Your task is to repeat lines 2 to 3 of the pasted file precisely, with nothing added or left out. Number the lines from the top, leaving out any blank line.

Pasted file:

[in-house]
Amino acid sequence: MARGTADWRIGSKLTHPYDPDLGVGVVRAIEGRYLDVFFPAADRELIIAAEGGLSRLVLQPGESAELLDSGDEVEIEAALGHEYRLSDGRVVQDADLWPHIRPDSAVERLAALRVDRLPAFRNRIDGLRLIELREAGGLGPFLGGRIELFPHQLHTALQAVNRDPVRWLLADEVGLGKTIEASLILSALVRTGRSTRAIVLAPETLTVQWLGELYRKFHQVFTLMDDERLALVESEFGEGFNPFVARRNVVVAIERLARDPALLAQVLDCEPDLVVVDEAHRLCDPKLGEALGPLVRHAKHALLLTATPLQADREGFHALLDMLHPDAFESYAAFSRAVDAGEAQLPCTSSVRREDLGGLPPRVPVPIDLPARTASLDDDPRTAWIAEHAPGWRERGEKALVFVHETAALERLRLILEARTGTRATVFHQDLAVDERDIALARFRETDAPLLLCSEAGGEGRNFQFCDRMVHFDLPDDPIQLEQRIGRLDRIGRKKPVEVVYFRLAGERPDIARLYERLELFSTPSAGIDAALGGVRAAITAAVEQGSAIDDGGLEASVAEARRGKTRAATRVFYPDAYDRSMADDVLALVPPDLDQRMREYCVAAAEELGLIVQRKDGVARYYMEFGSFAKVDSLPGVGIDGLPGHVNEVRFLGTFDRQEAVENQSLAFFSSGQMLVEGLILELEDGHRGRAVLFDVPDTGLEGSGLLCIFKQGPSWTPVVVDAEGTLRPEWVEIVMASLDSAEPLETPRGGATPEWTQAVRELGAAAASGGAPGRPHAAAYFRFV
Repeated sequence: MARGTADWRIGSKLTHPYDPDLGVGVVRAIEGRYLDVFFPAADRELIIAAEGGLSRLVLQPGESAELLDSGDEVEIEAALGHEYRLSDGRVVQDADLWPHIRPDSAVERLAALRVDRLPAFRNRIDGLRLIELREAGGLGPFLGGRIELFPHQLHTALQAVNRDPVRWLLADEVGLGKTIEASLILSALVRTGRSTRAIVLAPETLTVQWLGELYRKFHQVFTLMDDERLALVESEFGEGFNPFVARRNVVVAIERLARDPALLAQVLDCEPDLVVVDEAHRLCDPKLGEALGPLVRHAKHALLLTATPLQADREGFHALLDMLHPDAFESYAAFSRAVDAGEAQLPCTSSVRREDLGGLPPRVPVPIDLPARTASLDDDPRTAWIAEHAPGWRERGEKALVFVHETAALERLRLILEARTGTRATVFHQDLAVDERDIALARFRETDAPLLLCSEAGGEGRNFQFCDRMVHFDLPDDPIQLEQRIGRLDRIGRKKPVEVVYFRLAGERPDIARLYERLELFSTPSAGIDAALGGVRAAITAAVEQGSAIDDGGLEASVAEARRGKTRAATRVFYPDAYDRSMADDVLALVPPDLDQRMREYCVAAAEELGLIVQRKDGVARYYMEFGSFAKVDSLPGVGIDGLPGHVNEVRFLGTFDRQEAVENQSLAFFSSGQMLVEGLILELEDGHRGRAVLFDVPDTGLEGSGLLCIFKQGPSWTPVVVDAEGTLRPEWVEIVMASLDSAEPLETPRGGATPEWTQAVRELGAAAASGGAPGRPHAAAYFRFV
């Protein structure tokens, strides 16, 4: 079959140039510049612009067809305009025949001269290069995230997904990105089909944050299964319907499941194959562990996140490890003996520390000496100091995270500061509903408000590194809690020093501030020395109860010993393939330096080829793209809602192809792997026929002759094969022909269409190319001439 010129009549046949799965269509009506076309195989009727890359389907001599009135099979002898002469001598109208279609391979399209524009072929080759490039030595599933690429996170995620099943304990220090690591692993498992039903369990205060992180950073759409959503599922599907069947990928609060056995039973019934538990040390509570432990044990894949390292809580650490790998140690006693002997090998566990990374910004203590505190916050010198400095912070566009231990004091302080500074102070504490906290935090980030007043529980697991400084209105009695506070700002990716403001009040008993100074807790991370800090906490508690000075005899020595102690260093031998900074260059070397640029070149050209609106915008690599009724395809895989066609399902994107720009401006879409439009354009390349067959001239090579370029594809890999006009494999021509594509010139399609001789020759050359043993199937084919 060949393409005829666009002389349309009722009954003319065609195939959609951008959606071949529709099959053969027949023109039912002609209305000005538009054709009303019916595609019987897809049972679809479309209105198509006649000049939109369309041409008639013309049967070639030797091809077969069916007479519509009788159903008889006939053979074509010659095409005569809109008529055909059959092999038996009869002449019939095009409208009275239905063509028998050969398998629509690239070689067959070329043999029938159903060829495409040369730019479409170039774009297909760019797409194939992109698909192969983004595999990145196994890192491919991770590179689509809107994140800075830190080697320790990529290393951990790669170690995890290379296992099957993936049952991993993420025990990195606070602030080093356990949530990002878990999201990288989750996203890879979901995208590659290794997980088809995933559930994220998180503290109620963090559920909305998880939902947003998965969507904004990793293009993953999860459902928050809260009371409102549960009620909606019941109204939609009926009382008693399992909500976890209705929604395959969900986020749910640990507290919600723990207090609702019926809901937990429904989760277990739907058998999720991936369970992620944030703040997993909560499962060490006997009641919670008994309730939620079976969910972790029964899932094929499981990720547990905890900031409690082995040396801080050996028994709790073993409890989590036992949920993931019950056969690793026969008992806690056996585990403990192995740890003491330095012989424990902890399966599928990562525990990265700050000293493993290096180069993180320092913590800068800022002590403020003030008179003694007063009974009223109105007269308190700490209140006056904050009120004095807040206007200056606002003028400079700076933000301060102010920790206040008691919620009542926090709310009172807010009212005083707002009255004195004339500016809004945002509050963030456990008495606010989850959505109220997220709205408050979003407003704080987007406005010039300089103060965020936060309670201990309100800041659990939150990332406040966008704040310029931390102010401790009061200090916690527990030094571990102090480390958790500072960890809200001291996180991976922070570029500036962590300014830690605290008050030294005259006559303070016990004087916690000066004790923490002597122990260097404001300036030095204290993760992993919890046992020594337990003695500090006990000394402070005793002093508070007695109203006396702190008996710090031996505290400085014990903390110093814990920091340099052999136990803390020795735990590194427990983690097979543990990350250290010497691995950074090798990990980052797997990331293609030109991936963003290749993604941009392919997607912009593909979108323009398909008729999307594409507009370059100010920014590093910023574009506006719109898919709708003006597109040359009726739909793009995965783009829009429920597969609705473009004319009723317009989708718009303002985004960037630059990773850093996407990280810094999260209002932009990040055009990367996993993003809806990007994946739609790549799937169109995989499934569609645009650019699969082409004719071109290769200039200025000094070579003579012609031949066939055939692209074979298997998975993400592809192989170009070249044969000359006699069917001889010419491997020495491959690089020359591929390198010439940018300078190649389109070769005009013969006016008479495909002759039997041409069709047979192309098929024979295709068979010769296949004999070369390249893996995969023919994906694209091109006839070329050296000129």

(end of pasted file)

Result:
Amino acid sequence: MARGTADWRIGSKLTHPYDPDLGVGVVRAIEGRYLDVFFPAADRELIIAAEGGLSRLVLQPGESAELLDSGDEVEIEAALGHEYRLSDGRVVQDADLWPHIRPDSAVERLAALRVDRLPAFRNRIDGLRLIELREAGGLGPFLGGRIELFPHQLHTALQAVNRDPVRWLLADEVGLGKTIEASLILSALVRTGRSTRAIVLAPETLTVQWLGELYRKFHQVFTLMDDERLALVESEFGEGFNPFVARRNVVVAIERLARDPALLAQVLDCEPDLVVVDEAHRLCDPKLGEALGPLVRHAKHALLLTATPLQADREGFHALLDMLHPDAFESYAAFSRAVDAGEAQLPCTSSVRREDLGGLPPRVPVPIDLPARTASLDDDPRTAWIAEHAPGWRERGEKALVFVHETAALERLRLILEARTGTRATVFHQDLAVDERDIALARFRETDAPLLLCSEAGGEGRNFQFCDRMVHFDLPDDPIQLEQRIGRLDRIGRKKPVEVVYFRLAGERPDIARLYERLELFSTPSAGIDAALGGVRAAITAAVEQGSAIDDGGLEASVAEARRGKTRAATRVFYPDAYDRSMADDVLALVPPDLDQRMREYCVAAAEELGLIVQRKDGVARYYMEFGSFAKVDSLPGVGIDGLPGHVNEVRFLGTFDRQEAVENQSLAFFSSGQMLVEGLILELEDGHRGRAVLFDVPDTGLEGSGLLCIFKQGPSWTPVVVDAEGTLRPEWVEIVMASLDSAEPLETPRGGATPEWTQAVRELGAAAASGGAPGRPHAAAYFRFV
Repeated sequence: MARGTADWRIGSKLTHPYDPDLGVGVVRAIEGRYLDVFFPAADRELIIAAEGGLSRLVLQPGESAELLDSGDEVEIEAALGHEYRLSDGRVVQDADLWPHIRPDSAVERLAALRVDRLPAFRNRIDGLRLIELREAGGLGPFLGGRIELFPHQLHTALQAVNRDPVRWLLADEVGLGKTIEASLILSALVRTGRSTRAIVLAPETLTVQWLGELYRKFHQVFTLMDDERLALVESEFGEGFNPFVARRNVVVAIERLARDPALLAQVLDCEPDLVVVDEAHRLCDPKLGEALGPLVRHAKHALLLTATPLQADREGFHALLDMLHPDAFESYAAFSRAVDAGEAQLPCTSSVRREDLGGLPPRVPVPIDLPARTASLDDDPRTAWIAEHAPGWRERGEKALVFVHETAALERLRLILEARTGTRATVFHQDLAVDERDIALARFRETDAPLLLCSEAGGEGRNFQFCDRMVHFDLPDDPIQLEQRIGRLDRIGRKKPVEVVYFRLAGERPDIARLYERLELFSTPSAGIDAALGGVRAAITAAVEQGSAIDDGGLEASVAEARRGKTRAATRVFYPDAYDRSMADDVLALVPPDLDQRMREYCVAAAEELGLIVQRKDGVARYYMEFGSFAKVDSLPGVGIDGLPGHVNEVRFLGTFDRQEAVENQSLAFFSSGQMLVEGLILELEDGHRGRAVLFDVPDTGLEGSGLLCIFKQGPSWTPVVVDAEGTLRPEWVEIVMASLDSAEPLETPRGGATPEWTQAVRELGAAAASGGAPGRPHAAAYFRFV